Rightly hailed as "the Pioneer of Jamaican Music", and alternately known as "the Godfather of Ska" and the "High Priest of Reggae", Laurel Aitken was one of the first singers to record in Jamaica. During the foundation days of the island's music industry in the mid-1950s, Aitken recorded in a wide variety of styles, including the indigenous mento form and pan-Caribbean calypso; he was one of the first to record ska music and later scored dozens of hits in rock steady and reggae. One of the first Jamaican vocalists to produce his own material, he was also among the first to record and produce in Britain.
Aitken was born in Cuba to a Jamaican father and Cuban mother; the family moved to Kingston when he was 11 years old. In the early 1950s he won several talent contests with spirited renditions of American jazz standards, leading to a job with the Jamaican Tourist Board welcoming cruise-ship visitors to the Kingston Wharf with traditional Caribbean calypsos, as well as residencies at leading Kingston nightclubs. His first recording, the self-produced "I Met a Señorita", was made circa 1957.
As the island's forward-thinking entrepreneurs made concerted efforts to establish a viable music industry in Jamaica, Aitken's first noteworthy hit took the form of the spiritual "Roll Jordan Roll". Then came an international breakthrough with "Boogie in My Bones", a rollicking rhythm-and-blues number produced by Chris Blackwell in 1959. The song stayed at the top of the Jamaican charts for 13 weeks; it was also highly popular in Britain. The following year, Aitken began working solidly for Duke Reid, a former policeman who rapidly became one of the island's most important producers; the gospel-influenced "Judgement Day" was his biggest hit for Reid.
Frustrated by a lack of proper payment, Aitken travelled to London to record for Melodisc, then the largest outlet for black music in Europe: in addition to recording several singles for their famous Blue Beat label, Aitken also produced work by Beresford Ricketts, Ruddy and Sketto and Bobby Kingdom for the company, while other self-produced singles were issued by the rival Starlight label. Aitken was based in Brixton for several years but returned briefly to Jamaica in 1963, cutting ska singles such as "Zion City Wall" and "Lion of Judah" for the upcoming producer Leslie Kong, followed by singles for Prince Buster and King Edwards, including the hit "Bad Minded Woman".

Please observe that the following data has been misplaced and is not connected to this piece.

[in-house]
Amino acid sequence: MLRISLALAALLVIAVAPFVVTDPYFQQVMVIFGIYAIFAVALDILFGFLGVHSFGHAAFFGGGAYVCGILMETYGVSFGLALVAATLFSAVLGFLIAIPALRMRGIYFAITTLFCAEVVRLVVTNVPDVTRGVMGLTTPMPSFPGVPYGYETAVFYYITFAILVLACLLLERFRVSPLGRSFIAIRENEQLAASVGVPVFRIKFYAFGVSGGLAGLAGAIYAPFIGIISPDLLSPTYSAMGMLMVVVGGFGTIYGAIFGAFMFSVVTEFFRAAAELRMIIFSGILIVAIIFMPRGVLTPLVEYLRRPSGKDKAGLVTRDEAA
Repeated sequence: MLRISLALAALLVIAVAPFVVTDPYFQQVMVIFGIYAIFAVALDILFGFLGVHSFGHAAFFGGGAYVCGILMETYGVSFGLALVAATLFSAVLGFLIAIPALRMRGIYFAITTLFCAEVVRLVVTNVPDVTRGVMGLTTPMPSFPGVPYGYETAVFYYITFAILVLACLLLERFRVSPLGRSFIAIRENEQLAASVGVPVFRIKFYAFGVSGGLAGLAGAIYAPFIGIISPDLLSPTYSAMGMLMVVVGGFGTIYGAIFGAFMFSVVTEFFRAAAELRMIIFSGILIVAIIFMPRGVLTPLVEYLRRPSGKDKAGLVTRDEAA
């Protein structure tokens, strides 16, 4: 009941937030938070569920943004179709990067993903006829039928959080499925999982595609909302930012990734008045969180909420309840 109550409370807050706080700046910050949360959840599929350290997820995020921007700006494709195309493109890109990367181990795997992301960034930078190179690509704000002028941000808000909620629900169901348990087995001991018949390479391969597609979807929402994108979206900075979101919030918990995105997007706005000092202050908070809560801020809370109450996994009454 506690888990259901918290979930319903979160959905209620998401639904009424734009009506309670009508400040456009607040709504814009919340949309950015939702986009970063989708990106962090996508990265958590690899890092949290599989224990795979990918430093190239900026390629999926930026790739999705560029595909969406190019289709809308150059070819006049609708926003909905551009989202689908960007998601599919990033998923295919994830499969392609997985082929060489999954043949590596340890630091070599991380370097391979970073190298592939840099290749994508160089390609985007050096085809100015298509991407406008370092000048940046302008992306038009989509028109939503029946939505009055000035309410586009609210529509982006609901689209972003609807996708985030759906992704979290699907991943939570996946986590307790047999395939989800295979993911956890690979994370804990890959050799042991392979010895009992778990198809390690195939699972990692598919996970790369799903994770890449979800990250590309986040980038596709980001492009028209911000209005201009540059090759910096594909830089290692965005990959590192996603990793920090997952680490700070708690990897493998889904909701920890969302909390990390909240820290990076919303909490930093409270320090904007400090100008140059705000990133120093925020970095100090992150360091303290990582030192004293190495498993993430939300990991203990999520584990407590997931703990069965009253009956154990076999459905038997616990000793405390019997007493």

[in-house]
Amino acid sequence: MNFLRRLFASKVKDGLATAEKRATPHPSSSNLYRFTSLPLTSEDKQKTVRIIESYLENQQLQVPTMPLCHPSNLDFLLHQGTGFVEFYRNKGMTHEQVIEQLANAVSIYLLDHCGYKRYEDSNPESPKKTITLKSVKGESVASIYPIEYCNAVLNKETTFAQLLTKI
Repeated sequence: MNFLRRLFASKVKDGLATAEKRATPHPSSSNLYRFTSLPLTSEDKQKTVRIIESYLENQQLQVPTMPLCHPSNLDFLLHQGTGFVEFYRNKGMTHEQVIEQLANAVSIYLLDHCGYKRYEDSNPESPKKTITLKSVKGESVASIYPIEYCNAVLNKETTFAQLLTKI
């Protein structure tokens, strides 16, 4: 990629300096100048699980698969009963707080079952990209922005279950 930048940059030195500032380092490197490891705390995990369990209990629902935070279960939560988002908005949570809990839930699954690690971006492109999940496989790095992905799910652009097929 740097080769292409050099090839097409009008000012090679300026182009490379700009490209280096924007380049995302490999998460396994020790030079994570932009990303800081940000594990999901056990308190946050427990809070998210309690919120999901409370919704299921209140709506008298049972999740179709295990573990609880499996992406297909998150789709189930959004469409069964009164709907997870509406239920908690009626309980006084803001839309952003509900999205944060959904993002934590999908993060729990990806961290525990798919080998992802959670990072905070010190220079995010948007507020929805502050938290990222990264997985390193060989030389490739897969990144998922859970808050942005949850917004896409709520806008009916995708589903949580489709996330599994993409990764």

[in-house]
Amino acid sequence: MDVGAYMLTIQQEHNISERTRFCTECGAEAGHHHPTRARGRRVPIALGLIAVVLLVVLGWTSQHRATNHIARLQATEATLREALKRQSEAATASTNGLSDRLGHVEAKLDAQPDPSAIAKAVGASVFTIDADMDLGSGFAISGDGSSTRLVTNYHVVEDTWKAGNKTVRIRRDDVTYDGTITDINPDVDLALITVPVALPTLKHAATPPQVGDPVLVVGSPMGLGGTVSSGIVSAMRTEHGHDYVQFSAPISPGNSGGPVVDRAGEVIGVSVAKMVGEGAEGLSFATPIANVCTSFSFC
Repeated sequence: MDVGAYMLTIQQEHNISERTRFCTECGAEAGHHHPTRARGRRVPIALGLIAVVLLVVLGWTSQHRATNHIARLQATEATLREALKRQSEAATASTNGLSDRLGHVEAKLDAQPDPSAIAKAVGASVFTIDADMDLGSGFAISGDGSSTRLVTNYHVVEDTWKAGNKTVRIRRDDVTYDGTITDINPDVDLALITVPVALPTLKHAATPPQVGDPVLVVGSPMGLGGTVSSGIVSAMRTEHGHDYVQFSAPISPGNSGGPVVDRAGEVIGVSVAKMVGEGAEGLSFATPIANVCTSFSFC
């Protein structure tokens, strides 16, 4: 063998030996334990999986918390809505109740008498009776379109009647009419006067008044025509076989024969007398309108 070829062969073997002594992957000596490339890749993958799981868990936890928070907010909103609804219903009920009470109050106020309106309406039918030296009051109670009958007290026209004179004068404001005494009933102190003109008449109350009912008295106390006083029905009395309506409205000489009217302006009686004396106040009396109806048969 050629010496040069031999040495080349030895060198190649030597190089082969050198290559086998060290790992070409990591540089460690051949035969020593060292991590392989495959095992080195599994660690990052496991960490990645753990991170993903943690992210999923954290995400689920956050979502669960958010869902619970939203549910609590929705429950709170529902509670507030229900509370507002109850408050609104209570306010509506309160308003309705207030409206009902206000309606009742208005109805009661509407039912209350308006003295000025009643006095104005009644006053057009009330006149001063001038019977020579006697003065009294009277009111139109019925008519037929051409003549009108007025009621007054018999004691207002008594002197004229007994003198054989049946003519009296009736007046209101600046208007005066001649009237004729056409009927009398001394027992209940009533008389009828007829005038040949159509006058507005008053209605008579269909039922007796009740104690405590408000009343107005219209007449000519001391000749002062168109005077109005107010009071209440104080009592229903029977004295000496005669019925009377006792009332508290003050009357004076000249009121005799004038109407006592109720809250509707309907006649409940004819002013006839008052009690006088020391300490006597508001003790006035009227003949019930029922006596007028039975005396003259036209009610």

As the slower rock steady style emerged in 1967, Aitken came back to Britain to cut pop-oriented material for EMI; such efforts included Aitken's take of "Blowin' in the Wind" and the romantic "Never You Hurt", which was regularly featured on the pirate station Radio London.
When reggae came to the fore in 1969, Aitken he scored hits such as the suggestive "Fire in Me Wire" and "Pussy Price" and the energetic "Moon Hop" and "Skinhead Train", both hugely popular with white, working-class audiences, plus the "rude boy" opus "Whoppi King", which paid tribute to a legendary Jamaican gangster; further material was issued under the alias Tiger. Another big hit came in 1975 with the humorous "Fatty Bum Bum Gone A Jail". Then, in 1980, as the Two Tone movement placed focus back on Jamaica's veteran originators, Aitken scored his biggest hit ever with the witty "Rudi Got Married", released by Arista; he also appeared in the 1986 film Absolute Beginners.
Although his recorded output slowed thereafter, Aitken's widespread following ensured regular appearances all over the world. As revealed by the CD Live at Club Ska, released two years ago, he still packed a mean punch in the live arena after passing his 75th birthday.
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